Unsatisfying Encounters

Ned hadn’t talked to Sarah for a long time. When he saw her, pondering three brands of spaghetti, he stared for a long minute before he realized who she was. She looked up, with that crooked eyebrow he remembered, skeptical about the strange man eyeing her in the supermarket. When she saw him her face brightened and she smiled, until she seemed to remember and the gladness dampened a bit. He grinned, steeled himself, and lunged for a hug. She let him, though her arms were stiff and she pulled away too soon.

“Sarah, my God, I haven’t seen you for ages. How have you been?” His voice wavered with the question.

“Pretty good, all things considered. You know, working and things. I’m really busy lately, actually, which is nice. How are you?”

Ned nodded. “Pretty good too. I actually just moved back around here, I’m about half an hour away but I work near here. Never did go back to school.” Her wry grin crinkled at the corners just the way it used to.

“Well,’ she said, “you’re working, you’re doing okay, right? So I guess you never needed to.”

“Guess not. Sometimes I wish I had. What about you?”

“You mean, do I wish I had? I did. Or were you asking something else? I mean, that’s what I would have wished, if I hadn’t. Oh, that’s all confused. Do you know what I mean?”

“I think so,” he said. He didn’t, but he didn’t think it mattered.

Sarah snatched a box of pasta off the shelf and tucked it into her basket, starting off down the aisle. She said, “Listen, I actually have to run. Good talking to you.”

Ned wheeled. He called after her retreating back, “I’d love to catch up sometime, if you have a moment, you know.” He cursed his tongue-tied fumbling. That felt familiar. “I mean, we haven’t seen one another for a good while. It’s been too long.”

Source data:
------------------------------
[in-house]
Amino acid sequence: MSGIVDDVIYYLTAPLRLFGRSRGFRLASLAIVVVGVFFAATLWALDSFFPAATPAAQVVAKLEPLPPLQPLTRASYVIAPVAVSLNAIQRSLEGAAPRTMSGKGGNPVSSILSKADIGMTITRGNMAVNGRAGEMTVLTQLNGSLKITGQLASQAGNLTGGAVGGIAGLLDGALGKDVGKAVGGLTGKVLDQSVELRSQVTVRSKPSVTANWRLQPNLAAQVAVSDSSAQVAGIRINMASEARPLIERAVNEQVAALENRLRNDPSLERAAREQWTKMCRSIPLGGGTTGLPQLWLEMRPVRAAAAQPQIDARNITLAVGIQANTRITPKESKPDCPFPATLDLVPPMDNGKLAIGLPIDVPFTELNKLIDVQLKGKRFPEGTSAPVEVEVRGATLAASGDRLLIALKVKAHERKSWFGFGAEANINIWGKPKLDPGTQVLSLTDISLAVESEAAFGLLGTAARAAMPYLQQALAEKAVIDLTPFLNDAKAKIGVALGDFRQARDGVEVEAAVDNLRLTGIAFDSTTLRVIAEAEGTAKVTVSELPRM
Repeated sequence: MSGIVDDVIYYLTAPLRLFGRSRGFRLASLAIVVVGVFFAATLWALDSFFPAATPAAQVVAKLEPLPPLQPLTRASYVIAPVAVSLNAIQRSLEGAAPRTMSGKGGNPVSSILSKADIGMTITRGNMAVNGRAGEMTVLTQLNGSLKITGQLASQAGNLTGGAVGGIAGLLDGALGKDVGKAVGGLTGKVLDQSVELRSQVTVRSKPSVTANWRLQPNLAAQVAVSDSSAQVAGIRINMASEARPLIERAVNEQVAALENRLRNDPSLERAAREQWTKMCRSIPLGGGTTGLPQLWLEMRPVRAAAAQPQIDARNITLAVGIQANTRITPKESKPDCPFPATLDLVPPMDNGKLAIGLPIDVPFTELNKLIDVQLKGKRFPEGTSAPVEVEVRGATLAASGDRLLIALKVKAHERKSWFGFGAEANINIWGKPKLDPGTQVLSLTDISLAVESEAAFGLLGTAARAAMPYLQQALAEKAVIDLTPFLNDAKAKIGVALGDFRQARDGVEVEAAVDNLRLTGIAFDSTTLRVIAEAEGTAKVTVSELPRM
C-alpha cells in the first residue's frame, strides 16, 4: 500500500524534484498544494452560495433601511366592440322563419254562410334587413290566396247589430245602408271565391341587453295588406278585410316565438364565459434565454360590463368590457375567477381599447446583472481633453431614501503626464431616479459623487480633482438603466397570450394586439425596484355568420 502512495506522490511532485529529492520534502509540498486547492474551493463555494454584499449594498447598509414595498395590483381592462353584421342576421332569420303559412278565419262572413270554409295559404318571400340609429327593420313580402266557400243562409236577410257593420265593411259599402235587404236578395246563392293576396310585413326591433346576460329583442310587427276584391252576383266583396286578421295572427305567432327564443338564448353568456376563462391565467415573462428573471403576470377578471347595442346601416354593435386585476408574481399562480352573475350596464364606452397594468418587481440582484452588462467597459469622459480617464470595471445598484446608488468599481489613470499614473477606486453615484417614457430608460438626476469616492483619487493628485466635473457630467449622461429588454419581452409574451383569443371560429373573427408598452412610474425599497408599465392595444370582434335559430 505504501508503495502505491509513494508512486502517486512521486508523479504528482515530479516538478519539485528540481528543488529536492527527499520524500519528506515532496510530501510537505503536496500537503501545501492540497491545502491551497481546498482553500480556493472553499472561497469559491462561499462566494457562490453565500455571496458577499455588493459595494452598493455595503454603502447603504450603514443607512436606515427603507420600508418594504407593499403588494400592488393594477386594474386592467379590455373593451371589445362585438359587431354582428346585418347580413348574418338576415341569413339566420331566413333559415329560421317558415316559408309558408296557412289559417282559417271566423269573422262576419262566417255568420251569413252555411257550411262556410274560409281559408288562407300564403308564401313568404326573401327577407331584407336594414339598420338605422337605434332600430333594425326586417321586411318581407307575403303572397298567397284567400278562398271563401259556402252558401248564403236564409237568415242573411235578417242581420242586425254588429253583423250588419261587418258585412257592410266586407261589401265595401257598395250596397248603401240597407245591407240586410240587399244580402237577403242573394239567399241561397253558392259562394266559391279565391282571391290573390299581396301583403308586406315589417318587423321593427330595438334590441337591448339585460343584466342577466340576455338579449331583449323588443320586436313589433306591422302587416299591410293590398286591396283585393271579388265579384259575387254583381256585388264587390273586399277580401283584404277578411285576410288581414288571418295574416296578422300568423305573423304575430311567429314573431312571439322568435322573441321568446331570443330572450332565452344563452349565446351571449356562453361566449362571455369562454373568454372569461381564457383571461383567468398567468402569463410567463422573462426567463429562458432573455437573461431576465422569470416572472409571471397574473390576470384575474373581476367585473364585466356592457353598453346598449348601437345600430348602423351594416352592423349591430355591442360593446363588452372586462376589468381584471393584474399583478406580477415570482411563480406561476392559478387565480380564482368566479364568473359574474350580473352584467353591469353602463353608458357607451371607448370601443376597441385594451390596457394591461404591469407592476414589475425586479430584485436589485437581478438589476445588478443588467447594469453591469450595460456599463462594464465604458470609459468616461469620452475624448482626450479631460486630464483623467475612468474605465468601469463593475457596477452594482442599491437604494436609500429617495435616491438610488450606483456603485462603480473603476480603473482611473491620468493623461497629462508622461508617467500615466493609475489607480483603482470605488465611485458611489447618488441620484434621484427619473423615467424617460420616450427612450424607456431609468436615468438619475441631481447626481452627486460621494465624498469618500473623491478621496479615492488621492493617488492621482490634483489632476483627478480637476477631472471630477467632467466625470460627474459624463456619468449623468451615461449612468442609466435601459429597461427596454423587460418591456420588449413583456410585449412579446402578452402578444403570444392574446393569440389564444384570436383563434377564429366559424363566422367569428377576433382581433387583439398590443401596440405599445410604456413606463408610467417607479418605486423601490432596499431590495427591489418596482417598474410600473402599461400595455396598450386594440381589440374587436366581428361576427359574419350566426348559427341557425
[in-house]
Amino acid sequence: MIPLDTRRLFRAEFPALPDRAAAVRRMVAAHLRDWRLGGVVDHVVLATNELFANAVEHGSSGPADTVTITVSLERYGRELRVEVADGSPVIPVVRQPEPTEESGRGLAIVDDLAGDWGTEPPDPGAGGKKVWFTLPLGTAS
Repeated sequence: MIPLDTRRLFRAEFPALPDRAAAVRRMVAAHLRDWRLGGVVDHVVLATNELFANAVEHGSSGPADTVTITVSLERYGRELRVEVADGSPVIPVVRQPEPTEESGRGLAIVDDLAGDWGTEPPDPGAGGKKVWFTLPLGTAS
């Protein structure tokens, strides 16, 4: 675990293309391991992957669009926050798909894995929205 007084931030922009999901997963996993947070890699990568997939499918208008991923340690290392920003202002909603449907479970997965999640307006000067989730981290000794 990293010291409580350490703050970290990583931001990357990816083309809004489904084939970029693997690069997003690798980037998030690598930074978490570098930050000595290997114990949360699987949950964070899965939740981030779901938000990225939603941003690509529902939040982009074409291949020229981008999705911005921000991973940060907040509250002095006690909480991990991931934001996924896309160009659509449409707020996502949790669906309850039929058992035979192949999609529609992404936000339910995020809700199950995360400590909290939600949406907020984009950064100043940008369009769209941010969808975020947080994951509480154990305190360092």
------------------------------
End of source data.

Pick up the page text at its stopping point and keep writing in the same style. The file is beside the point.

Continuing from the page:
She looked at him. “Has it, though?”

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The Sleepless Widow

Jen sometimes took walks in the dark. It was oddly peaceful to slip out after the streetlights winked on and the shadows engulfed the streets, to walk through the glow of a light and then swim blind through the shadows only toward the next bright spot. When everything was quiet she would leave, her dishes tumbled in the sink and the bedroom light left on. When the door clicked closed she was suddenly back in the world, not in the house that wrapped her tight and kept her closed off.

When she walked down the street, there was nobody there. She only had to navigate past the odd trash bag spilled out over the sidewalk, belated leftover from the garbage truck. Her thoughts rose up around her and spiraled out, and she followed their threads as she walked. She was so caught up in her mind that she nearly bumped into an elderly woman, stepping with slow solemn care along the sidewalk.

Jen said, “Oh, I’m sorry!”

“That’s all right, dear,” said the lady. “I understand. After all, I’m taking a walk at night too, right?”

Jen fixed a polite smile on her face and nodded. “Yes, certainly. Do you walk often?” She cursed herself silently for starting a conversation, realizing too late.

“Sometimes,” the woman confided, leaning toward Jen. “Sometimes I just can’t sleep, and my house is empty now. Then there’s really nothing for it but this dark sorcery of the night, don’t you know?”

Jen looked up at her, startled. The old lady was grinning, but her face was sweetly set in wrinkles and her eyes gleamed with the yellow shine of the streetlights.

Jen nodded cautiously, and said, “I suppose so.”

The lady let out a chuckle at that, and said, “It’s quite all right, sweetie. What brings you out at this odd hour?”

“I just like to walk at night,” she said. “That’s all.”

The old woman laughed again. “Yes, of course. And at night you never know whom you might meet.”

Jen’s eyebrows drew together, but the old woman was still smiling. “I met you.”

“Just so, then.” The woman, a smile still stretched over her creased face, nodded at her and turned her face forward again, taking a small step on the concrete.

She walked slowly after that, looking behind her every now and then. There was nothing remarkable there, though, just the shape of the old lady disappearing slowly in the night.

When Jen got back home, she stretched across the cool sheets of the bed and curled her hands in the blankets. She was tired after a long walk, and she fell asleep into restless dreams of moonlight and magic.